"That's what we have to rely on," manager Bob Melvin said on Saturday. "You know, we kind of spent our bullets on Haren and we're not in a position to go out and sign a Mark Teixeira or something like that. The whole basis for us getting better offensively is going to happen incrementally as a group. We think everybody has a chance to get better offensively."We're probably ahead of where everybody thought we were last year. Now, all of a sudden, the expectations are raised because of what we accomplished. But we still have to stay on track with our guys." Chris Young in center, for instance, is 24. Justin Upton in right is 20. Third baseman Mark Reynolds is 24. Shortstop Stephen Drew is 25. First baseman Conor Jackson is 25. There might be one other team in the Major Leagues with this much talent and this much youth simultaneously, and that would be the Milwaukee Brewers. But they haven't won anything. The D-backs' greatest problem is not of their making. It's the quality of the competition. The NL West goes four deep with genuine postseason contenders, including the very same Colorado Rockies, who swept Arizona from the NL Championship Series in October. There may be no other division in baseball with this much depth. "Every single one of them you could see potentially as a favorite in this division, depending on what scribe you read or who you're talking to," Melvin said. "You know the Dodgers have upgraded considerably, and they have the resources. The Padres are the Padres. Their pitching does it, and their team is very well-suited for their ballpark and they're always there, every year. And then the Rockies, you saw what they accomplished last year." If you were looking for something else to worry about with the D-backs, you had 3 hours, 49 minutes to think about it on Saturday, the time it took them to lose, 12-11, to the Rockies. The new closer, Brandon Lyon, gave up five runs in two-thirds of an inning, bringing his spring ERA to 16.20. But Melvin was not particularly perplexed by this, noting that Lyon was still trying to find the command of his fastball and that this will not be a permanent problem. But this remains an organization with far more plusses than minuses. The D-backs have a manager who has emerged as one of the best in the game. When Melvin deservedly won the 2007 NL Manager of the Year Award, he immediately, modestly and typically, categorized the award as an organizational victory. "It's because you have good players," he said on Saturday. "You have a great coaching staff that prepares the players each and every day, and we have good symmetry from the front office all the way down." When prodded to name a leading attribute that he had as a manager, Melvin said, "Maybe it's communication with my players," but then added that this was probably a common strength for Major League managers. Melvin may be understated, but he's bright, he's driven to win and he's supremely organized. Plus, he never stops trying. Last year, he utilized 146 different lineups. "We had to match up some," Melvin said. "We tired to create a bit of a momentum wave, by getting everybody involved where you really have that team feeling. Then whoever gets plugged in on a given day feels like he's going to get it done, and the rest of the team feels like he's going to get it done." Overall, the future is genuinely bright in Phoenix. This doesn't mean that the Arizona Diamondbacks are going to win all the time, but it does mean that they're going to be in the hunt for a long time.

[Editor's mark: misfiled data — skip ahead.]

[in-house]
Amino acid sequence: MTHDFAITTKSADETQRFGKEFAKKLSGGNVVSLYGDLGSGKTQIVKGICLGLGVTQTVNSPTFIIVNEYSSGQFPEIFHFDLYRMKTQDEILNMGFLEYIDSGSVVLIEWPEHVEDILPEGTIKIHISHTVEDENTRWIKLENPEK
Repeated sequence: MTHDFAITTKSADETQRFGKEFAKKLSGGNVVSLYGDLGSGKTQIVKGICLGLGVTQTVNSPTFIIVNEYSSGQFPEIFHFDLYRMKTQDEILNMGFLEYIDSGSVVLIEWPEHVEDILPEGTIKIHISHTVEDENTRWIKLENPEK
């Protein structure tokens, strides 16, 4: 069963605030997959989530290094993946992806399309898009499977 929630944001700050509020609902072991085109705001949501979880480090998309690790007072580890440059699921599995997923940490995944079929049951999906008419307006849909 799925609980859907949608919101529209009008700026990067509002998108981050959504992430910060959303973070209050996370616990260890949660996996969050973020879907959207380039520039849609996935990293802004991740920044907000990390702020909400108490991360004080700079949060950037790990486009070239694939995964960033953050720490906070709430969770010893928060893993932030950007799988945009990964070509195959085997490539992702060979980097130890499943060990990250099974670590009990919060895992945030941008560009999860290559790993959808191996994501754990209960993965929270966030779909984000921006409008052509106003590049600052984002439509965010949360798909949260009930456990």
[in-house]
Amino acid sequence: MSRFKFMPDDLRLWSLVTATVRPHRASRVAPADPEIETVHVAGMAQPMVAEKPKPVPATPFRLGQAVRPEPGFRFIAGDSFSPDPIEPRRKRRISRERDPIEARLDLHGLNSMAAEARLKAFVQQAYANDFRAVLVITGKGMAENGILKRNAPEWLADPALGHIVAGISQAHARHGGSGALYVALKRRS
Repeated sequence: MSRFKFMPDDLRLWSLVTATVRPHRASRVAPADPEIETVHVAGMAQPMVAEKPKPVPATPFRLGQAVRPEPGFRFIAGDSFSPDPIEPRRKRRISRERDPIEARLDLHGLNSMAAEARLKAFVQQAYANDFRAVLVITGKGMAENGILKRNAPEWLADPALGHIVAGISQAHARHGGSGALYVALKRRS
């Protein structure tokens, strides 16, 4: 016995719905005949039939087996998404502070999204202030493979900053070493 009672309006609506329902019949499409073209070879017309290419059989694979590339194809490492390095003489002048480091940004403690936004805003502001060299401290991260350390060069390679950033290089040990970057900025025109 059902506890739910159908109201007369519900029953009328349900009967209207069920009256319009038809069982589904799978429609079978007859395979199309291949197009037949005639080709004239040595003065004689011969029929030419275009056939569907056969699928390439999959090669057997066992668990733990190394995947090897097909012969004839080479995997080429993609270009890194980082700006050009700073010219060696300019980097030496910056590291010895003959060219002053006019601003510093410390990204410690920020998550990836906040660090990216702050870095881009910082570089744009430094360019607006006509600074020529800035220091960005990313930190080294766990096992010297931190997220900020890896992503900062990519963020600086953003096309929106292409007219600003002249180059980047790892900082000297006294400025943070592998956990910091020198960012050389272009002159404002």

Mike Bauman is a national columnist for MLB.com. This story was not subject to the approval of Major League Baseball or its clubs.